Nemerov explained, "Given the scale of the Americas, this growth is clear proof that our winning combination of terrific product, thoughtful planning and merchandising, and powerful brand presentation leads to sustained market share gains."


Source: Ralph Lauren

Bottom line
Ralph Lauren is unique compared to PVH and VF in that it seems content to grow mainly organically. Management has done this well in the past, and all signs indicate that the team is positioning the company for further success in this regard.

Can investors hold Ralph Lauren forever?
With a great brand that has persevered, is Ralph Lauren a stock investors can hold forever? As every savvy investor knows, Warren Buffett didn't make billions by betting on half-baked stocks. He isolated his best few ideas, bet big, and rode them to riches, hardly ever selling. You deserve the same. That's why our CEO, legendary investor Tom Gardner, has permitted us to reveal The Motley Fool's 3 Stocks to Own Forever. These picks are free today! Just click here now to uncover the three companies we love. 

Philip Saglimbeni has no position in any stocks mentioned. The Motley Fool has no position in any of the stocks mentioned. Try any of our Foolish newsletter services free for 30 days. We Fools may not all hold the same opinions, but we all believe that considering a diverse range of insights makes us better investors. The Motley Fool has a disclosure policy.

4 in 5 Americans Are Ignoring Buffett's Warning

Don't be one of them.

Jun 12, 2015 at 5:01PM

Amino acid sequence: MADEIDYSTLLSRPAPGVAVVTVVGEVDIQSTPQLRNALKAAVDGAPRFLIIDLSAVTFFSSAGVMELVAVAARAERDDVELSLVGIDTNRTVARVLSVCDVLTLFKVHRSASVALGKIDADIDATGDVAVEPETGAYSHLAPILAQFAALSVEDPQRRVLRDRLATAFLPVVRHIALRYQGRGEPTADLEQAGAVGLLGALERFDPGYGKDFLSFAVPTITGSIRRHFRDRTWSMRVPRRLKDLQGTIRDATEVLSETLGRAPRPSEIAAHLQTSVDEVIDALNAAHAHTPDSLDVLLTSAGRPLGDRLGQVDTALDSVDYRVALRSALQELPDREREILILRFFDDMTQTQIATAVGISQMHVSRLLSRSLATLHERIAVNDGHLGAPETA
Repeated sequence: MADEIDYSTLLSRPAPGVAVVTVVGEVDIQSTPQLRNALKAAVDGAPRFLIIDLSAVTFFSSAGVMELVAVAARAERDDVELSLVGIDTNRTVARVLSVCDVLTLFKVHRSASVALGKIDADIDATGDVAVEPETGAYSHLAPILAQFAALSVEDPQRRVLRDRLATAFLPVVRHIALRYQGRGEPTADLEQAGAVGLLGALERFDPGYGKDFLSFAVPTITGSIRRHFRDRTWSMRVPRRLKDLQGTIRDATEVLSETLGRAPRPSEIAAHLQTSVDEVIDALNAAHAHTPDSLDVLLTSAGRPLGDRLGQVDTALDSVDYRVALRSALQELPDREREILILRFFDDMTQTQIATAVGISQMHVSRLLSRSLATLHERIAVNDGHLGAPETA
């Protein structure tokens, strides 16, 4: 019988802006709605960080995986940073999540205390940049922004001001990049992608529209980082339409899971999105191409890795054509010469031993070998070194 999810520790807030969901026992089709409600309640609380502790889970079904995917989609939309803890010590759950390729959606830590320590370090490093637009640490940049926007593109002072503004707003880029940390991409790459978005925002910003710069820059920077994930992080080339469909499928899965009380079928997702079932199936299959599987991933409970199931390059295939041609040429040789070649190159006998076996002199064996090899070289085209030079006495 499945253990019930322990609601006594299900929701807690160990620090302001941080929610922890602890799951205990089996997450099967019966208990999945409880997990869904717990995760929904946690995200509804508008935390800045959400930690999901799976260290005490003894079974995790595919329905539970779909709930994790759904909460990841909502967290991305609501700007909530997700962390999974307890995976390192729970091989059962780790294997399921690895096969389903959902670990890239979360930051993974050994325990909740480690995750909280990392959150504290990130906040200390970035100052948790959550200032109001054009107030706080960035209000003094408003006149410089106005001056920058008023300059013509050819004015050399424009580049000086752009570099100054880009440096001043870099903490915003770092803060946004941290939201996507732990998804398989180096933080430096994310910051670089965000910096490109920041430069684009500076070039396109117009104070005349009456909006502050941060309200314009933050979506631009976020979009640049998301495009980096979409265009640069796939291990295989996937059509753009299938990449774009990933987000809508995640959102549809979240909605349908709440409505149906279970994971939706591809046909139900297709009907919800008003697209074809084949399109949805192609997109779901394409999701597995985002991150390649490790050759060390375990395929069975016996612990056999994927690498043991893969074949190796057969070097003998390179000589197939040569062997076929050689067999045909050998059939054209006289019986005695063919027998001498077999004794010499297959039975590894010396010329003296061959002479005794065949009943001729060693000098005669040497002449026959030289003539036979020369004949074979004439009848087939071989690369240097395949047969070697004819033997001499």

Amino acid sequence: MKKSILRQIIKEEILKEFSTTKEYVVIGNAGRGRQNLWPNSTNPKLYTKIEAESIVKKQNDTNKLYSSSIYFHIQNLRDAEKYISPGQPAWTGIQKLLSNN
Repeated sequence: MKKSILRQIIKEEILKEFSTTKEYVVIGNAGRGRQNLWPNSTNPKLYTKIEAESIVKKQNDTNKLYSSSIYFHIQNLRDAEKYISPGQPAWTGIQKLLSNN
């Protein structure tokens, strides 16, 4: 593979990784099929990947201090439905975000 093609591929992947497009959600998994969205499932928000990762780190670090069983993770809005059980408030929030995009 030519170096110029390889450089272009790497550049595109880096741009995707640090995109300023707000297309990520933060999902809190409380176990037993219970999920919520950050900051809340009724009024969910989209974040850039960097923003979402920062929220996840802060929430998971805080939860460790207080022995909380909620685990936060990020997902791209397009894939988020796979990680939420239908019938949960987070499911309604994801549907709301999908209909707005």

Admitting fear is difficult.

So you can imagine how shocked I was to find out Warren Buffett recently told a select number of investors about the cutting-edge technology that's keeping him awake at night.

This past May, The Motley Fool sent 8 of its best stock analysts to Omaha, Nebraska to attend the Berkshire Hathaway annual shareholder meeting. CEO Warren Buffett and Vice Chairman Charlie Munger fielded questions for nearly 6 hours.
The catch was: Attendees weren't allowed to record any of it. No audio. No video. 

Our team of analysts wrote down every single word Buffett and Munger uttered. Over 16,000 words. But only two words stood out to me as I read the detailed transcript of the event: "Real threat."

That's how Buffett responded when asked about this emerging market that is already expected to be worth more than $2 trillion in the U.S. alone. Google has already put some of its best engineers behind the technology powering this trend. 

The amazing thing is, while Buffett may be nervous, the rest of us can invest in this new industry BEFORE the old money realizes what hit them.

KPMG advises we're "on the cusp of revolutionary change" coming much "sooner than you think."

Even one legendary MIT professor had to recant his position that the technology was "beyond the capability of computer science." (He recently confessed to The Wall Street Journal that he's now a believer and amazed "how quickly this technology caught on.")

Yet according to one J.D. Power and Associates survey, only 1 in 5 Americans are even interested in this technology, much less ready to invest in it. Needless to say, you haven't missed your window of opportunity. 

Think about how many amazing technologies you've watched soar to new heights while you kick yourself thinking, "I knew about that technology before everyone was talking about it, but I just sat on my hands." 

Don't let that happen again. This time, it should be your family telling you, "I can't believe you knew about and invested in that technology so early on."

That's why I hope you take just a few minutes to access the exclusive research our team of analysts has put together on this industry and the one stock positioned to capitalize on this major shift.

Click here to learn about this incredible technology before Buffett stops being scared and starts buying!

David Hanson owns shares of Berkshire Hathaway and American Express. The Motley Fool recommends and owns shares of Berkshire Hathaway, Google, and Coca-Cola.We Fools don't all hold the same opinions, but we all believe that considering a diverse range of insights makes us better investors. The Motley Fool has a disclosure policy.

©1995-2014 The Motley Fool. All rights reserved. | Privacy/Legal Information